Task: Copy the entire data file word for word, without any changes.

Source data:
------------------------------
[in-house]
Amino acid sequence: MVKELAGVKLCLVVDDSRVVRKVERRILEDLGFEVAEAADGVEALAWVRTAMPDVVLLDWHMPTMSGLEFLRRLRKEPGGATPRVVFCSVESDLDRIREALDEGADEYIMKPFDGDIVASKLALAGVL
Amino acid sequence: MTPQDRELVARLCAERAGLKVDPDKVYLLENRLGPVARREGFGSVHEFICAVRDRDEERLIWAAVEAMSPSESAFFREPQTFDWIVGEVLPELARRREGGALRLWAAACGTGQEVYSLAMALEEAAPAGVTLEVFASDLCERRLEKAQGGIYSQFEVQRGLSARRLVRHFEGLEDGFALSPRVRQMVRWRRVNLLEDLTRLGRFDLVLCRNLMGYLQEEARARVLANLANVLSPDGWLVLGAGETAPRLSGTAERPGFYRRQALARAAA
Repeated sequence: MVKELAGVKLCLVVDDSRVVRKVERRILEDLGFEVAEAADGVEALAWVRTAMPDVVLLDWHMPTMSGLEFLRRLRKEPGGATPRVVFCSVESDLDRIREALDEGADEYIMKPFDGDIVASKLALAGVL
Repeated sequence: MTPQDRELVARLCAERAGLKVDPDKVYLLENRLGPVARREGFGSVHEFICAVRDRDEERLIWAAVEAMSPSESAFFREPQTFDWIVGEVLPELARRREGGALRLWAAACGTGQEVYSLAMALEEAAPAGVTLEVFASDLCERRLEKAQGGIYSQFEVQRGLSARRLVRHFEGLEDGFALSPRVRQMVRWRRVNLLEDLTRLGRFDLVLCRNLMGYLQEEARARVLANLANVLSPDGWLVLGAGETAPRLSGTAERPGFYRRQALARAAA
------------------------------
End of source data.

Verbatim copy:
[in-house]
Amino acid sequence: MVKELAGVKLCLVVDDSRVVRKVERRILEDLGFEVAEAADGVEALAWVRTAMPDVVLLDWHMPTMSGLEFLRRLRKEPGGATPRVVFCSVESDLDRIREALDEGADEYIMKPFDGDIVASKLALAGVL
Amino acid sequence: MTPQDRELVARLCAERAGLKVDPDKVYLLENRLGPVARREGFGSVHEFICAVRDRDEERLIWAAVEAMSPSESAFFREPQTFDWIVGEVLPELARRREGGALRLWAAACGTGQEVYSLAMALEEAAPAGVTLEVFASDLCERRLEKAQGGIYSQFEVQRGLSARRLVRHFEGLEDGFALSPRVRQMVRWRRVNLLEDLTRLGRFDLVLCRNLMGYLQEEARARVLANLANVLSPDGWLVLGAGETAPRLSGTAERPGFYRRQALARAAA
Repeated sequence: MVKELAGVKLCLVVDDSRVVRKVERRILEDLGFEVAEAADGVEALAWVRTAMPDVVLLDWHMPTMSGLEFLRRLRKEPGGATPRVVFCSVESDLDRIREALDEGADEYIMKPFDGDIVASKLALAGVL
Repeated sequence: MTPQDRELVARLCAERAGLKVDPDKVYLLENRLGPVARREGFGSVHEFICAVRDRDEERLIWAAVEAMSPSESAFFREPQTFDWIVGEVLPELARRREGGALRLWAAACGTGQEVYSLAMALEEAAPAGVTLEVFASDLCERRLEKAQGGIYSQFEVQRGLSARRLVRHFEGLEDGFALSPRVRQMVRWRRVNLLEDLTRLGRFDLVLCRNLMGYLQEEARARVLANLANVLSPDGWLVLGAGETAPRLSGTAERPGFYRRQALARAAA